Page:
TRADITIONAL TAKE: The Eastern Cape Ensemble is among a host of heritage shows at the festival.
Grahamstown has been a hive of activity for weeks with residents, workmen and National Arts Festival employees toiling tirelessly to ready this Eastern Cape city for its popular annual Arts Festival.

Streams of visitors started arriving when the 44th annual festival opened on Thursday.

With scores of shows being staged - from dance spectaculars, intimate gatherings, provocative theatre, comedy and traditional Eastern Cape heritage performances, enticing free shows on the village green and dozens of art exhibitions - the festival finally got under way.

Visitors are being welcomed with banners, massive displays of posters advertising a myriad choices of shows and colourful bunting.

And from patching roads and filling potholes to clean-up campaigns initiated by the local schools (many of which are venues for the shows), there has been a lot going on behind the scenes to accommodate all the festivalgoers.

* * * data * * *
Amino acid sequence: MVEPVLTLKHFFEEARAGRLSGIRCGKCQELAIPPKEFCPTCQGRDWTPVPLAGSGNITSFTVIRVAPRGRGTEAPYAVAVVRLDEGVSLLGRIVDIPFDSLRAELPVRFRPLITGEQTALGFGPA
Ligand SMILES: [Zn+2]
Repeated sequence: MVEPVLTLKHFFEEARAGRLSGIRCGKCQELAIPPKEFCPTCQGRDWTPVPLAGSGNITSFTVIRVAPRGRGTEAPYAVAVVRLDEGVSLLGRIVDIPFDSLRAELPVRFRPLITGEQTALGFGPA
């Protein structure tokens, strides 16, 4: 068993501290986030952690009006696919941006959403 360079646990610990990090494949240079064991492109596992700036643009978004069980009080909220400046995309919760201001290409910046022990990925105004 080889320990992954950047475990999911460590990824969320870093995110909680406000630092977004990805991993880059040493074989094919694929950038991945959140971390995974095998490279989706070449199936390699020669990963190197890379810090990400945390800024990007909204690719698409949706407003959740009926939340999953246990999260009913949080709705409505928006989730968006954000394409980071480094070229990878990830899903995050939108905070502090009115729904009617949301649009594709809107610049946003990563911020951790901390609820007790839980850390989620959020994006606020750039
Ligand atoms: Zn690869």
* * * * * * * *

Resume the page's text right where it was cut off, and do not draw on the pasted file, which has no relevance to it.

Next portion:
“We have been encouraged by the proactive way in which a group of businesses, committed government officials and some of our energetic residents have united to get involved in making Grahamstown a city we can all be proud of,” said National Arts Festival chief executive Tony Lankester.

A fund-raising auction recently raised R500000 for Makana Revive, a private citizen-led initiative to rehabilitate the city. The money is being used to cover a percentage of the costs attached to the work that needs to be done.

Richard Gaybba, spokesperson for Makana Revive and chairperson of the Grahamstown Business Forum, said: “We’ve recently seen an influx of funding and the opening of channels between business and government.

"While big projects such as road repairs and the replacement of the town’s ageing water and sewerage infrastructure are being rolled out, there is a hive of citizen activity as the people of Grahamstown roll up their sleeves”

“This is not a flash in the pan or a cosmetic lift for the festival alone,” Lankester said. “Grahamstown has had its challenges over the years, but its residents and businesses have decided to tackle them head-on. There is good energy in our city and we look forward to sharing our progress.”

The National Arts Festival contributes R94.4million to the economy of Grahamstown and R377.1m to the Eastern Cape economy.

On average, visitors to the festival stay for six days, according to a study, The Impact of the 2016 National Arts Festival, by Snowball & Antrobus.